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rhythm ['r()m] . 1) ( - , ) alienation [`el 'ne()n] . 1) , , self-pity [`self'pt] . longing ['l ] 1. .(for / after) , , (-.) genre[r] .; . 1) , hostile ['hstal] .1) , 2) , , clash [kl] , , convention [kn'ven(t)()n] . 1) , , , 2) , , 3) ( ) jockey ['k] 1. . 1) disc jockey ., disk jockey . - video jockey Exercise 1. Read the following text. Try to understand it in details. Since the United States were settled largely by Europeans, it is not surprising that classical music and folk-songs were brought over from the continent. Scottish and Irish ballads, German folksongs have been sung in America by so many generations and so often that many Americans do not even know that these songs are of foreign origin. However, America produced its own music. Railroad workers, the men in lumber camps, cowboys had their songs about work, life and love. American music has also assimilated the peculiar rhythm of African music growing into the American reality together with the Negro slaves. Negro music was greatly influenced by Puritan hymns, resulting in Negro hymns "spirituals", which are considered the highest achievement of American folk art. In the 19th century Negro lyric songs "blues" spread among the white population. Negro musical folklore preserved the rhythm and intonations of African music, but it was created in America and acquired new features. The usual themes of blues pieces are unhappy love, alienation, self-pity, or longing for home. Blues has had a great influence on the development of jazz, rock, and other types of modern music. The most popular modern blues musicians are Bessie Smith, Muddy Waters and B. B. King. Ml At the end of the 19th century the first symphonic orchestras were formed in the USA. At the turn of the centuries, the first opera house "Metropolitan Opera" was opened in New York. At the same time a new, truly American genre appeared the musical, which combined the best features of the European operetta and American music. It became very popular and over the years has shown its ability to exist side by side with other musical genres. Authors try to use the libretto, songs and dances to achieve a real dramatic effect. The best examples are Loewe's My Fair Lady and
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Bernstein's West Side Story. The latter is a good example of the new form. Although it was the old pattern of musical comedies love between a boy and a girl, the end is tragic the boy is killed. Set in New York City, it shows hostile relationships and clashes between Puerto Ricans and native New Yorkers, resembling the story of Romeo and Juliet, but with a modern racial colouring. In the 20th century another break took place in American music, again under the influence of national music. Jazz was perhaps the Negro's greatest contribution to American music. It emerged as a result of all kinds of rhythmical and melodic experiments. Jazz was free of convention and written arrangements. It has been made popular all over the country by such men as Louis Armstrong and Duke Ellington. Scott Fitzgerald called the 20s of this century the "Jazz Age". Even serious composers like George Gershvin in America, and Stravinsky and Ravel in Europe were influenced by American jazz. George Gershvin used Negro themes and jazz elements in symphonic pieces. Porgie and Bess (1935) is the best example of a true unity of national roots and professional culture. Thirty years after jazz another kind of popular music appeared big beat* (big rhythm). In 1954 the disc jockey Alan Freed started to broadcast the Negro rhythmand-blues records. He called this music Rock-and-roll after an old blues "My Baby Rocks Me in a Steady Roll". White musicians began to imitate this music. The big white stars were Elvis Presley and Chuck Berry. Rock-'n-roll conquered Europe. Among the imitators of Chuck Berry was a group from Liverpool who called themselves "The Beatles." American "pop" music abounds in different trends and styles, but Americans have varied musical interests and at least 25 per cent are devotees1 of classical music. Boston, Philadelphia and San Francisco symphony orchestras are famous all over the country and abroad.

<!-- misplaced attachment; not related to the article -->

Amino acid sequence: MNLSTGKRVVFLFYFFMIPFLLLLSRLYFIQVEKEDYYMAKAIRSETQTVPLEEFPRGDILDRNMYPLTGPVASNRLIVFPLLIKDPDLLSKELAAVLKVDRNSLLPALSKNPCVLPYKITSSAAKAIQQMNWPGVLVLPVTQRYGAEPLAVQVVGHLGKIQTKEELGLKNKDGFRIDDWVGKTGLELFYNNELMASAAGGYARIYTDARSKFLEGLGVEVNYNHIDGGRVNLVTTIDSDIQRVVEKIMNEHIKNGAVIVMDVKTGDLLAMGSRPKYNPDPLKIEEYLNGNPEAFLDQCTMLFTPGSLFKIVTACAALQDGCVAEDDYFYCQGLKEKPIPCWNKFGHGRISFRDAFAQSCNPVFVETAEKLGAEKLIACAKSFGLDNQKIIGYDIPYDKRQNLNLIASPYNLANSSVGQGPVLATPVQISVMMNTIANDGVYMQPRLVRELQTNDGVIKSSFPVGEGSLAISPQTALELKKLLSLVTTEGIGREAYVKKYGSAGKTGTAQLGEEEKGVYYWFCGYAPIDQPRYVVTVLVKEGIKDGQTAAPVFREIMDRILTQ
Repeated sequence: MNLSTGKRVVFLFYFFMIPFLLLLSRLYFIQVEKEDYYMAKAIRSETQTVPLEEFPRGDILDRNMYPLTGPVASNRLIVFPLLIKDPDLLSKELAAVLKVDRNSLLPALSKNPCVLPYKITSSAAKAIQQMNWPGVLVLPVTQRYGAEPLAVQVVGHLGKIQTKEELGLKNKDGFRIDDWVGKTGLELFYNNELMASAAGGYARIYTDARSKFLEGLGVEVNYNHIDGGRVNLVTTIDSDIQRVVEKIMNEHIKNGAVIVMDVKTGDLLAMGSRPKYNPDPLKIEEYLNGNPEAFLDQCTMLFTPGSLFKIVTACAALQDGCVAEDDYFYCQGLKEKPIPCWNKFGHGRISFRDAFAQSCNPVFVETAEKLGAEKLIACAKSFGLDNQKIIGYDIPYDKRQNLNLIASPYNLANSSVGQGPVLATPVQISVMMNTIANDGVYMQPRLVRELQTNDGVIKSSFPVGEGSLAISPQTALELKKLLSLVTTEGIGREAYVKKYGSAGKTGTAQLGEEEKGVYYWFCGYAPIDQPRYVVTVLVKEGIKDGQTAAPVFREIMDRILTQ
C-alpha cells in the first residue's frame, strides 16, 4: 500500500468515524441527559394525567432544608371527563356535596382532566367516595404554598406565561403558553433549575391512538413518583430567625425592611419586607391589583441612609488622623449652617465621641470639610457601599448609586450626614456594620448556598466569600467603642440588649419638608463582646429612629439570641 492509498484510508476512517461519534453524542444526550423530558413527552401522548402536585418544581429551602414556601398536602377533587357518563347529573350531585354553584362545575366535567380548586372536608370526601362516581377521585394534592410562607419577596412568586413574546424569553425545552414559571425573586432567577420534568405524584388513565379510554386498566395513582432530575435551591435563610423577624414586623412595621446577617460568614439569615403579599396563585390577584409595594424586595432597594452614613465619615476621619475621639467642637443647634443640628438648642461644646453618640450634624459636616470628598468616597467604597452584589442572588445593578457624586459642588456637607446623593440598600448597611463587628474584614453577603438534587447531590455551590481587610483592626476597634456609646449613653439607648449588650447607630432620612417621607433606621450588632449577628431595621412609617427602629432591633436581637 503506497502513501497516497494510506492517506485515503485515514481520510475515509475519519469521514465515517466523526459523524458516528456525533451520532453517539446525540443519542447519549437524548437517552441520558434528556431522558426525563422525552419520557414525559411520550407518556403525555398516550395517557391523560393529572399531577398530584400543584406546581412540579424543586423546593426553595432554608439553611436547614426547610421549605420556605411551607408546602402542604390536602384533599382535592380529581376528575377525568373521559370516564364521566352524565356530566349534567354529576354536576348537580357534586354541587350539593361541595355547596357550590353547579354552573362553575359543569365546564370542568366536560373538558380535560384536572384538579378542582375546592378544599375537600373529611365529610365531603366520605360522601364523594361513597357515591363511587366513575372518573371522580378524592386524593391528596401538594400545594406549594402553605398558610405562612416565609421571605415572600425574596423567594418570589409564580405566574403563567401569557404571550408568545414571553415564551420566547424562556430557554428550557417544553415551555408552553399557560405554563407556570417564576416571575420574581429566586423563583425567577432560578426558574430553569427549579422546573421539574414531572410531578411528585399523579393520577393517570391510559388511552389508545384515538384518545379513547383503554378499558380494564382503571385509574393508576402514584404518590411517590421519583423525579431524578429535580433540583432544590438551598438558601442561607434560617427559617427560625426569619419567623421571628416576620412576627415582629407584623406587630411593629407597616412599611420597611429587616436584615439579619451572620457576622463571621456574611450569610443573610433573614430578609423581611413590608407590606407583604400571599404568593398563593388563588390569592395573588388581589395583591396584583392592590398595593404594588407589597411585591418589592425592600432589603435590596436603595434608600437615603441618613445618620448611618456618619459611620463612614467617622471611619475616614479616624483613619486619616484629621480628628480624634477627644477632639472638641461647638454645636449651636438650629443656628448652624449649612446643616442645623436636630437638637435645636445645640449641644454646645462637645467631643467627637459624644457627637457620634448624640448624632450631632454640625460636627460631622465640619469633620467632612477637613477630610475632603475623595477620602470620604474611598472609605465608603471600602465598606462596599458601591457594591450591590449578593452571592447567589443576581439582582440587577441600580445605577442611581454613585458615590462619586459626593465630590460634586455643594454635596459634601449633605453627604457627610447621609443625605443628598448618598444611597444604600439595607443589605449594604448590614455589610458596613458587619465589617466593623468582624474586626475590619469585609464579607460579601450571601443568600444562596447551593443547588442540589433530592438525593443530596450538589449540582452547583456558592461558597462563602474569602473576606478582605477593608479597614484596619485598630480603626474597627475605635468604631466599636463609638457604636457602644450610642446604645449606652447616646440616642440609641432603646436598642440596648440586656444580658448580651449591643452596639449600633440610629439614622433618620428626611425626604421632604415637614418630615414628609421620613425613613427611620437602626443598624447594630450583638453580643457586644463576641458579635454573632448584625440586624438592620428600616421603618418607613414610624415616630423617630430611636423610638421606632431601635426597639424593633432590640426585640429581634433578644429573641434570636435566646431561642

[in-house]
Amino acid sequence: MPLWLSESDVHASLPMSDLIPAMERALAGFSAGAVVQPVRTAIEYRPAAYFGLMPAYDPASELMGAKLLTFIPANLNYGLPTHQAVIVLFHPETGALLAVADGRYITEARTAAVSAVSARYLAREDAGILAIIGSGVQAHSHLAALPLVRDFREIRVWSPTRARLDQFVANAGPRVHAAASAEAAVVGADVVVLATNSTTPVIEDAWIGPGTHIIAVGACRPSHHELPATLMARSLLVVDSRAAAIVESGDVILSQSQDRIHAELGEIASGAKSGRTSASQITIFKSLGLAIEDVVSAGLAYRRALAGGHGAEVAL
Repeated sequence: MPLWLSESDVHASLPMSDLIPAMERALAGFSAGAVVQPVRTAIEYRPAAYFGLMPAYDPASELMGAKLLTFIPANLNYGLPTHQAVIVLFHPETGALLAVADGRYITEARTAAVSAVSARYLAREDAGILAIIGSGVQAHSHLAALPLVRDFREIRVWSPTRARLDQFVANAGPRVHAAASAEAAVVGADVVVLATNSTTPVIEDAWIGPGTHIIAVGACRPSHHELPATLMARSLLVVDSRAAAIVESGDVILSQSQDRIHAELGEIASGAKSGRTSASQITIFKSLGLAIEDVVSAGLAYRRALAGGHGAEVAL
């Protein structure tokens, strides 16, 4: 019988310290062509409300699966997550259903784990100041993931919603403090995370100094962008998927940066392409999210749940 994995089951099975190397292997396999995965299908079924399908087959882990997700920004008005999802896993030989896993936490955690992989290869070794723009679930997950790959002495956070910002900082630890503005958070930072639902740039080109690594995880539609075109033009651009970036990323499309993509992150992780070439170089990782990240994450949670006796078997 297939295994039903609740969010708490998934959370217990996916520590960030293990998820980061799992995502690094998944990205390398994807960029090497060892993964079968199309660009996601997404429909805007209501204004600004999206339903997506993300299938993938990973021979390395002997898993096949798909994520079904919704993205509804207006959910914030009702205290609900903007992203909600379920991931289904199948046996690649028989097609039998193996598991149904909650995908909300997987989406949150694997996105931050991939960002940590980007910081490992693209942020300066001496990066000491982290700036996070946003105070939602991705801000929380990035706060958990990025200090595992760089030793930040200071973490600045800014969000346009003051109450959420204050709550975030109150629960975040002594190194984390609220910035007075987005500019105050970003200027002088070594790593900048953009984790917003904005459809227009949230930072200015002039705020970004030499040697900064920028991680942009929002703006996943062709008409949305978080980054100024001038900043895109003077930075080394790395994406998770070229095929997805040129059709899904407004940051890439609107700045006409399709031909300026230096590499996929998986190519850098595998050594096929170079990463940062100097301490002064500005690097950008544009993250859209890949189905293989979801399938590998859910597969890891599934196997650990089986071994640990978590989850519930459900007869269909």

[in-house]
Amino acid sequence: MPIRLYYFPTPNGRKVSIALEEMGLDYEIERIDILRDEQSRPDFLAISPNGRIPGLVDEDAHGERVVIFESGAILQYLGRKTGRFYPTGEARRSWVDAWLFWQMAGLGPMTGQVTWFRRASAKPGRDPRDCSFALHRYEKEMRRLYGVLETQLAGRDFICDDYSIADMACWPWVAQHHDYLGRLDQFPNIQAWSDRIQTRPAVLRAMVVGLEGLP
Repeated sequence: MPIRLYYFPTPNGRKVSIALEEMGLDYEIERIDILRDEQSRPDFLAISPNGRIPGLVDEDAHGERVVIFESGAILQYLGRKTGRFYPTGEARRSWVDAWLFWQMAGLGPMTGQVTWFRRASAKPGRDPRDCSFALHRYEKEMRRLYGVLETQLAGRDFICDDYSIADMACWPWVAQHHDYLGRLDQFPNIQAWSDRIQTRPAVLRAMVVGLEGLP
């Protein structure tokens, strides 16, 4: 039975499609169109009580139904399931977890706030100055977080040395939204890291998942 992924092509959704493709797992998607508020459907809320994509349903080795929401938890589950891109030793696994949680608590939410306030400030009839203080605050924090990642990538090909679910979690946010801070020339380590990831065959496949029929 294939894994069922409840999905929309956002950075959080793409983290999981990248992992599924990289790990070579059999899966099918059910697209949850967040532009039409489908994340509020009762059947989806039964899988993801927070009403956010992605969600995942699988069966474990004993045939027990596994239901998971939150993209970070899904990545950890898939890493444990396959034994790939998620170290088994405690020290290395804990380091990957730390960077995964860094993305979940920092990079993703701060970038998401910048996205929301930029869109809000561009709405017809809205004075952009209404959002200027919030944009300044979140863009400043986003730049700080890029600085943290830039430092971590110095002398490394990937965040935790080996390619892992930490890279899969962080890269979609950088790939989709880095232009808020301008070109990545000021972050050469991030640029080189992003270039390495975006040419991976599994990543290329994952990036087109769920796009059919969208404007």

*big beat: music (as rock) characterized by a heavy persistent beat

Unit XXIII
Phonetics: [w] , : - . . - , . . - [w] , . . : [ wu:l ] wool - [ wi:l ] wheel - [ wou ] woe - [ wi ] with - () [ weit ] wait - [ wet ] wet - [ wel ] well - [ wi:k ] week - [w] Ww [ dbl ju: ]: wait, week, wet, wheel, woe. [w], "", "". [w] . [f, v] "". : [ fi:l ] - [ wi:l ] feel - weel - [ fou ] - [ wou ] foe - woe - [ fel ] - [ wel ] fell - well - [ feil ] - [ weil ] fail - whale - [ fu:l ] - [ wu:l ] fool - wool - [ wet ] - [ vet ] wet - vet - [ weil ] - [ veil ] wail - veil - [ wi:l ] - [ vi:l ] wheel - veal - [ west ] - [ vest ] west - vest - [ wein ] - [ vein ] wane - vane - Grammar: Modal Verbs - , , . can, may, must, ought (to), need, should. , , , , , . : 1. . to. -